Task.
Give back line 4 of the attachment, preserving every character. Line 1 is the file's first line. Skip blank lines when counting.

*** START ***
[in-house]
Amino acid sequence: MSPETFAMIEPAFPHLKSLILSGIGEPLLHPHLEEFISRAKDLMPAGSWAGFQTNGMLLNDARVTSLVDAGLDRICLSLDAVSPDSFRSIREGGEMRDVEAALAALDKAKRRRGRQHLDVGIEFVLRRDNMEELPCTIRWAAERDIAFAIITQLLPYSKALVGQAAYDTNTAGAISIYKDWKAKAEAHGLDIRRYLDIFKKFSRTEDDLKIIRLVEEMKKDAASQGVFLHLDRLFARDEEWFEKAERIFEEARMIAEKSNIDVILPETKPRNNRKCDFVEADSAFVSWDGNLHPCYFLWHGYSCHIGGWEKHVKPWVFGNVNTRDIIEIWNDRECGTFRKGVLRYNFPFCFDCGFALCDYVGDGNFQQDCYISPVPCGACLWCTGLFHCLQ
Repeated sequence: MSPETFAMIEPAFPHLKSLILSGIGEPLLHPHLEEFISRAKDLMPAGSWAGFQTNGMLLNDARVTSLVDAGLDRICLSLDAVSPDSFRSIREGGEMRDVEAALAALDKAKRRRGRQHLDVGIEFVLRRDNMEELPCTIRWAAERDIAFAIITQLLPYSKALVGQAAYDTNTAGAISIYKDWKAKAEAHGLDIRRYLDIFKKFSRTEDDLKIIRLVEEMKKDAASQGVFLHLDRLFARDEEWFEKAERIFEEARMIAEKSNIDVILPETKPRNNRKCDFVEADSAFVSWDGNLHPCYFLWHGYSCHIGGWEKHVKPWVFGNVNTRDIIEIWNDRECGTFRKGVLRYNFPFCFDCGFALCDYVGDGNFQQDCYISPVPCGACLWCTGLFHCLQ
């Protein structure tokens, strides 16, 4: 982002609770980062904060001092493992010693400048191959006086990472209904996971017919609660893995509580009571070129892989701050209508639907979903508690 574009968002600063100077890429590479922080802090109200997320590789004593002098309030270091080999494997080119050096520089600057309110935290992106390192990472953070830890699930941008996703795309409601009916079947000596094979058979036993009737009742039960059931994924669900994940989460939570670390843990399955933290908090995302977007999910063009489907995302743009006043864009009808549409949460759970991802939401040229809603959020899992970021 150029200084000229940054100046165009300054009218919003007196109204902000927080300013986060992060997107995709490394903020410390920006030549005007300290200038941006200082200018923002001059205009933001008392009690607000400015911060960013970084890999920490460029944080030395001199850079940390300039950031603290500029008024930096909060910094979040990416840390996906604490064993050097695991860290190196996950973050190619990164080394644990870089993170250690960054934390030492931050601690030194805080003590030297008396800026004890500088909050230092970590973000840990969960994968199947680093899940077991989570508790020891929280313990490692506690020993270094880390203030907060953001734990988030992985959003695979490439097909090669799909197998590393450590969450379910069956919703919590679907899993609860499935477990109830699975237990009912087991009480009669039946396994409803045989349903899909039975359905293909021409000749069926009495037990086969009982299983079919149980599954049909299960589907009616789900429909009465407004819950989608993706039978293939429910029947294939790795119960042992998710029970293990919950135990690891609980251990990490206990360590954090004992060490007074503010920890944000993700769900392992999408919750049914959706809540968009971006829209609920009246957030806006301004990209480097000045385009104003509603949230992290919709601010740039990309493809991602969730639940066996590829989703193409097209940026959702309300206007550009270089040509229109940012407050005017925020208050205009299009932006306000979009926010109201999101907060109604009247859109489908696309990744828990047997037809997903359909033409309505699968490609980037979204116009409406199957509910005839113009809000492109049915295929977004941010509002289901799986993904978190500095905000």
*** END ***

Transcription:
């Protein structure tokens, strides 16, 4: 982002609770980062904060001092493992010693400048191959006086990472209904996971017919609660893995509580009571070129892989701050209508639907979903508690 574009968002600063100077890429590479922080802090109200997320590789004593002098309030270091080999494997080119050096520089600057309110935290992106390192990472953070830890699930941008996703795309409601009916079947000596094979058979036993009737009742039960059931994924669900994940989460939570670390843990399955933290908090995302977007999910063009489907995302743009006043864009009808549409949460759970991802939401040229809603959020899992970021 150029200084000229940054100046165009300054009218919003007196109204902000927080300013986060992060997107995709490394903020410390920006030549005007300290200038941006200082200018923002001059205009933001008392009690607000400015911060960013970084890999920490460029944080030395001199850079940390300039950031603290500029008024930096909060910094979040990416840390996906604490064993050097695991860290190196996950973050190619990164080394644990870089993170250690960054934390030492931050601690030194805080003590030297008396800026004890500088909050230092970590973000840990969960994968199947680093899940077991989570508790020891929280313990490692506690020993270094880390203030907060953001734990988030992985959003695979490439097909090669799909197998590393450590969450379910069956919703919590679907899993609860499935477990109830699975237990009912087991009480009669039946396994409803045989349903899909039975359905293909021409000749069926009495037990086969009982299983079919149980599954049909299960589907009616789900429909009465407004819950989608993706039978293939429910029947294939790795119960042992998710029970293990919950135990690891609980251990990490206990360590954090004992060490007074503010920890944000993700769900392992999408919750049914959706809540968009971006829209609920009246957030806006301004990209480097000045385009104003509603949230992290919709601010740039990309493809991602969730639940066996590829989703193409097209940026959702309300206007550009270089040509229109940012407050005017925020208050205009299009932006306000979009926010109201999101907060109604009247859109489908696309990744828990047997037809997903359909033409309505699968490609980037979204116009409406199957509910005839113009809000492109049915295929977004941010509002289901799986993904978190500095905000």